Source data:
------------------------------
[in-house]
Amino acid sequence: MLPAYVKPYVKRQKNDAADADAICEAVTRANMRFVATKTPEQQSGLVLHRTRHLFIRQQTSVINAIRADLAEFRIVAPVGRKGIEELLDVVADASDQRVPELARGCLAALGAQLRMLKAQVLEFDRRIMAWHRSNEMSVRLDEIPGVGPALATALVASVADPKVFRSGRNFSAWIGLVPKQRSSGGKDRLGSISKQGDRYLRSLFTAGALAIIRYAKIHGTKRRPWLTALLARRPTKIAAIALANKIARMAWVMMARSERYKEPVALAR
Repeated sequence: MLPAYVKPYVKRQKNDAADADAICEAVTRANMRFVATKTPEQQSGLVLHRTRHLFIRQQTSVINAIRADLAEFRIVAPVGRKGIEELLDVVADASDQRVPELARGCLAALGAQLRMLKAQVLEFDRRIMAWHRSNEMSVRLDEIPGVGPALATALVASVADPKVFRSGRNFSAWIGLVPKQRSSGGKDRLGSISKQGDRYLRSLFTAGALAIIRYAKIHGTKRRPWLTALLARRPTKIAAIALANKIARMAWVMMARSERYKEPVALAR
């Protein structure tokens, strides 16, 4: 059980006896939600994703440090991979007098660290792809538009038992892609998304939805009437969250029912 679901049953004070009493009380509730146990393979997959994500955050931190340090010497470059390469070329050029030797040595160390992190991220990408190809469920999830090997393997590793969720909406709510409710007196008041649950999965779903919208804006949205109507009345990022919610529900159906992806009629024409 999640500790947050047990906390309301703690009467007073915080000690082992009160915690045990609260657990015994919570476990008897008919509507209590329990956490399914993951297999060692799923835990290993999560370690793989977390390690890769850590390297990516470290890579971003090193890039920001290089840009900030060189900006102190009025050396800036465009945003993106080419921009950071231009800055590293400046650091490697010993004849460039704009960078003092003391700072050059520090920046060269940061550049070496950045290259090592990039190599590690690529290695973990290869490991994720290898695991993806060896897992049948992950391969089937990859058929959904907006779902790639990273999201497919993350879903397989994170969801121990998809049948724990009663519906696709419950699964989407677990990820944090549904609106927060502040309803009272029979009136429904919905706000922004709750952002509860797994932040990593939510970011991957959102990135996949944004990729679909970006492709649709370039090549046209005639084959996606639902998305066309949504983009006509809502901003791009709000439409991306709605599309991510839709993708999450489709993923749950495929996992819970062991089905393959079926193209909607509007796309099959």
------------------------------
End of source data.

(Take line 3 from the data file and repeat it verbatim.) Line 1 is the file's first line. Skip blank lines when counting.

Repeated sequence: MLPAYVKPYVKRQKNDAADADAICEAVTRANMRFVATKTPEQQSGLVLHRTRHLFIRQQTSVINAIRADLAEFRIVAPVGRKGIEELLDVVADASDQRVPELARGCLAALGAQLRMLKAQVLEFDRRIMAWHRSNEMSVRLDEIPGVGPALATALVASVADPKVFRSGRNFSAWIGLVPKQRSSGGKDRLGSISKQGDRYLRSLFTAGALAIIRYAKIHGTKRRPWLTALLARRPTKIAAIALANKIARMAWVMMARSERYKEPVALAR